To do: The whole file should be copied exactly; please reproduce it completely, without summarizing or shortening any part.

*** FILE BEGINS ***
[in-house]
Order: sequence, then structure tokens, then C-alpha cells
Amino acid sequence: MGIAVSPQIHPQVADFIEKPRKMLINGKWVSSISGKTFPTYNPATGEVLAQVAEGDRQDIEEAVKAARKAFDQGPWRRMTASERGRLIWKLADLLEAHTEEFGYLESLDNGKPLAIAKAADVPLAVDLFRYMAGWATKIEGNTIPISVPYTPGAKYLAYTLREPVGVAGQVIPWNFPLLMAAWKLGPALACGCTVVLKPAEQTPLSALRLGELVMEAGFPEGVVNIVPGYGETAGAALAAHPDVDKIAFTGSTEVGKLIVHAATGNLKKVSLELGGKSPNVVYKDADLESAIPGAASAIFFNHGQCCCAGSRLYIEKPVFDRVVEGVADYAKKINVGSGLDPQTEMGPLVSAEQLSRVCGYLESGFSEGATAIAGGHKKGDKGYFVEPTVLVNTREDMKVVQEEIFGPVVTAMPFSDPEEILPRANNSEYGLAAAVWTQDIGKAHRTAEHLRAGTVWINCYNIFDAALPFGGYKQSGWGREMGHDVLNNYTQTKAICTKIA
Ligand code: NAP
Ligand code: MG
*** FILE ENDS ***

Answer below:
[in-house]
Order: sequence, then structure tokens, then C-alpha cells
Amino acid sequence: MGIAVSPQIHPQVADFIEKPRKMLINGKWVSSISGKTFPTYNPATGEVLAQVAEGDRQDIEEAVKAARKAFDQGPWRRMTASERGRLIWKLADLLEAHTEEFGYLESLDNGKPLAIAKAADVPLAVDLFRYMAGWATKIEGNTIPISVPYTPGAKYLAYTLREPVGVAGQVIPWNFPLLMAAWKLGPALACGCTVVLKPAEQTPLSALRLGELVMEAGFPEGVVNIVPGYGETAGAALAAHPDVDKIAFTGSTEVGKLIVHAATGNLKKVSLELGGKSPNVVYKDADLESAIPGAASAIFFNHGQCCCAGSRLYIEKPVFDRVVEGVADYAKKINVGSGLDPQTEMGPLVSAEQLSRVCGYLESGFSEGATAIAGGHKKGDKGYFVEPTVLVNTREDMKVVQEEIFGPVVTAMPFSDPEEILPRANNSEYGLAAAVWTQDIGKAHRTAEHLRAGTVWINCYNIFDAALPFGGYKQSGWGREMGHDVLNNYTQTKAICTKIA
Ligand code: NAP
Ligand code: MG